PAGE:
August 4, 2015
I have shared this story with some, but not all of you, concerning how Ambassador Organics came to be. At the end of my tour of duty in New Zealand, I decided to try to restore a farm in Alabama that has been in my family since the 1870’s. It was my original intent to revive it as an organic pecan farm. A New Zealand newspaper story called it “The Ambassadors Nutty Idea”.
I liked that nutty idea, because it represented a way for me to contribute to the fight for healthier food in America, without being a public figure. When I came back to the United States, I relocated to the South (Atlanta) and proceeded to evaluate and make plans to renovate the farm and build a house there. I had the idea (in hindsight, rather romantic idea) that I would retire to the farm, grow healthy food, put up preserves, and live the simple life.
9/11 put an end to that dream. I found myself traveling to Chicago on an almost weekly basis to be near my family and friends, no doubt out of the same instinct I think we all felt in the aftermath of that terrible time. After a few months of going through security checks at Hartsfield and O’Hare, I was ready to come home for good.
Once relocated in Chicago, the idea of the organic farm began to morph into the idea of an organic food company. That was the beginning of Good Food Organics.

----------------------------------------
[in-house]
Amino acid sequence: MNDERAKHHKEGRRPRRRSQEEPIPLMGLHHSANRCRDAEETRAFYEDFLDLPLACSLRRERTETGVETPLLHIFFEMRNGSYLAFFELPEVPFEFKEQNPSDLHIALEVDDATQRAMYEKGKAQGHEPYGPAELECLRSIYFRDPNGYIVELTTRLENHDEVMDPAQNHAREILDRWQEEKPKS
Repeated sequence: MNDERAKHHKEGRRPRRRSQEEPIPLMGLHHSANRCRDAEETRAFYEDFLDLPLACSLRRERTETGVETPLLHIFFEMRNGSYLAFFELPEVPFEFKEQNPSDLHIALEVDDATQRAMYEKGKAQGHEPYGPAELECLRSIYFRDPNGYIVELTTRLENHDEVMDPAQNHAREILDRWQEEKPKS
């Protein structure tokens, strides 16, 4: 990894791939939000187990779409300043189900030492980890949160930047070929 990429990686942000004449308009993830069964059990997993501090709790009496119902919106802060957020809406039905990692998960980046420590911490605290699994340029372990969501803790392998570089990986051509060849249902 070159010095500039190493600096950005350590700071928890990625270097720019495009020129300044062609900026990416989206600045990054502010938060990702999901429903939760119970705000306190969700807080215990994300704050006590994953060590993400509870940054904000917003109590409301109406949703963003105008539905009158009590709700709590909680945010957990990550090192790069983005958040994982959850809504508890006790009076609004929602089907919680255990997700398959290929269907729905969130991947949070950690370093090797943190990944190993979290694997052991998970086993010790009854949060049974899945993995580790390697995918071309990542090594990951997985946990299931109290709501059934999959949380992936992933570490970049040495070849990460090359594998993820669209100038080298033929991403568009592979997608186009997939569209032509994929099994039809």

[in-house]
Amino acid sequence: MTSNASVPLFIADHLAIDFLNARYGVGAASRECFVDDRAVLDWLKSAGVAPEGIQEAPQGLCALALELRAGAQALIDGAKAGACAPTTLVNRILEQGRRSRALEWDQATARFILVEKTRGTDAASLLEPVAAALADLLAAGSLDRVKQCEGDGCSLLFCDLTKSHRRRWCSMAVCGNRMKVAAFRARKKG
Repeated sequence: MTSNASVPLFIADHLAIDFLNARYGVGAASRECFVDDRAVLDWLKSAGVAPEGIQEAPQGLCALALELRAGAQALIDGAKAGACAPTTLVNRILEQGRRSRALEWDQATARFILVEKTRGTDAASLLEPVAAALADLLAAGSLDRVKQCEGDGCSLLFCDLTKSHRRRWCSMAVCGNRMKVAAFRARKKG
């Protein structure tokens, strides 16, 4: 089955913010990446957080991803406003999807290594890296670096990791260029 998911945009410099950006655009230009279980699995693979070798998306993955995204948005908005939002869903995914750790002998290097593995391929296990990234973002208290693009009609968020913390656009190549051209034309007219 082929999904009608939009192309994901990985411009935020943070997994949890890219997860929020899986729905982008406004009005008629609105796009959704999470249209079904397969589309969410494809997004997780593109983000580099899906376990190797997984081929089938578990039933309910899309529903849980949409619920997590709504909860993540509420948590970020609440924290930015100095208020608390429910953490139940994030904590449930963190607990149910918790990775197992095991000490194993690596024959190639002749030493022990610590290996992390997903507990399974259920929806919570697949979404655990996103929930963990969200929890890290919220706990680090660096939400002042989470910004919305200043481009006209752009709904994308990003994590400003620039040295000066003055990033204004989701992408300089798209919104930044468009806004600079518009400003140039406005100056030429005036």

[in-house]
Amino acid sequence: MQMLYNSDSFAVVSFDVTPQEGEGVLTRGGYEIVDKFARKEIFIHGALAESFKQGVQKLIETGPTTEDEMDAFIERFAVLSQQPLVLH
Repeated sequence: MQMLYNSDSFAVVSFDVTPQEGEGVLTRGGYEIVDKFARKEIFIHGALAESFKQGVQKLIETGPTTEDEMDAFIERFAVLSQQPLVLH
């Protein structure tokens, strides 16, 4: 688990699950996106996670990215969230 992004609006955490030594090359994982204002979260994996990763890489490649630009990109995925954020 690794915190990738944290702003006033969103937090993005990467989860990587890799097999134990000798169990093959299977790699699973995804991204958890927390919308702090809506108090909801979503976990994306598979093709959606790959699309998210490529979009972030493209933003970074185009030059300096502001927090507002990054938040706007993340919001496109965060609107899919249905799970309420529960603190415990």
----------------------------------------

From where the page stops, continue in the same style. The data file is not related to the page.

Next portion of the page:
Even before New Zealand, with its universal health care coverage, and emphasis on wellness, I had embraced biodynamic organic agriculture as a way to heal our bodies and our farmland. Once there, I was able to see how biodynamic organics gave people a new way to look at food as an integral part of wellness, and soil conservation, and spirituality. Biodynamic organic systems treat the farm as a living organism. The soil is chemical free, and treated only with compost and other natural herbs to correct any deficiencies. No artificial chemicals or off-farm inputs are permitted. Planting and harvesting take place in keeping with natural rhythms, and the health of the soil is regarded as critical to nutrition. One person has called it “real nutrition that doesn’t cost the earth”. I saw it as agriculture very much like my great grandparents farmed.
Our company seeks to make biodynamic organic food products more widely available. It has been around since the 1920’s, when Rudolph Steiner gave lectures at the request of Polish farmers on what we now call sustainable agriculture. He never used the term “biodynamic”, that was coined later, but his ideas have been around for a long time, and there are dedicated followers here in the US and around the world. It is, however, unknown to many, even many organics enthusiasts, and so we have undertaken to change that.